About 70 percent of the body's iron stores are found in the hemoglobin of red blood cells and in myoglobin, the body’s specialized muscle cells. Myoglobin is an iron- and oxygen-binding protein found in the cardiac and skeletal muscle tissue and acts like an oxygen tank for muscle energy.* Iron-containing enzymes serve as an important component of several respiratory proteins and respiratory enzymes in the electron transport chain, the last stage of the respiration pathway where the most ATP molecules are produced.* Therefore, deficiencies of iron in these molecules can cause defective electron transport and cellular respiration and ultimately, poorer ATP production.
Iron-containing enzymes also support neurotransmitter synthesis, collagen formation and carnitine production.* Maintaining healthy iron levels is critical for proper energy levels and functioning of immune surveillance, DNA synthesis and the breakdown of fatty acids.*
The glycoprotein, transferrin, has a high affinity to ferric iron and plays an essential role in the transport of iron throughout the blood to reach its the targeted cells. There is little free-floating iron in the blood because iron is stored in the liver, spleen and bone marrow after binding to the ferritin and hemosiderin. When there is an increase in demand for iron, as long as adequate iron levels are available, iron can be released.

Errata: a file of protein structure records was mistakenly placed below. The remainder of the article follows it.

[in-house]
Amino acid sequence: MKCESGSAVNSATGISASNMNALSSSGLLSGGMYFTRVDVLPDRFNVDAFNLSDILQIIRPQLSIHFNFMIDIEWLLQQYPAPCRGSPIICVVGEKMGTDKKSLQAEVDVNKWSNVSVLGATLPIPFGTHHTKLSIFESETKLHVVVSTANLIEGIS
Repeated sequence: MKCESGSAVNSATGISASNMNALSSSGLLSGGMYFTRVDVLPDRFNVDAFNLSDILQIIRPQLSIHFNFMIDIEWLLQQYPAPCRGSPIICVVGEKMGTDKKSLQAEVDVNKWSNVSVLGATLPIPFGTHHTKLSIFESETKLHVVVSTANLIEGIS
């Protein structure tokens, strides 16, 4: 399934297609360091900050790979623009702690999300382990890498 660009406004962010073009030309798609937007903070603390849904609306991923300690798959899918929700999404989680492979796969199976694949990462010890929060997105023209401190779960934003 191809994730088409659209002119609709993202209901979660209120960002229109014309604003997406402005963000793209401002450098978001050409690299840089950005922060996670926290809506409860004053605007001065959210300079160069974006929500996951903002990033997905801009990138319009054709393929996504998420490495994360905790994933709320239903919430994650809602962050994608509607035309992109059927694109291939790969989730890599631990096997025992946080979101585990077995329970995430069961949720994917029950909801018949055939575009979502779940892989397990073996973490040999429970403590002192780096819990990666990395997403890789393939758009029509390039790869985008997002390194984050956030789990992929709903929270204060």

Iron Deficiency = Often Overlooked
Many individuals become deficient in iron at some time in their lives, especially menstruating women and the elderly.* According to the U.S. Department of Health and Human Services, iron deficiency is the most common nutritional deficiency in the U.S. and is also the leading cause of anemia in the U.S. In the U.S., the prevalence of iron-deficiency anemia in men under 50 is approximately 1% and for women of child-bearing age is approximately 10%*. Globally, iron deficiency is the most common micronutrient deficiency effecting 1.62 billion people.
Often overlooked by physicians, the impact of iron deficiency on human health is significant and is the most prevalent cause of anemia worldwide. Iron deficiency may also result from poor digestion, long-term immune stress, intestinal bleeding, excessive menstrual bleeding, ulcers, excessive coffee or tea consumption, prolonged use of antacids, strenuous exercise, and heavy perspiration.* In severe cases, iron deficiency can even lead to lactic acidosis as cells switch from aerobic metabolism to anaerobic metabolism to compensate for low iron.
Iron Loss During Exercise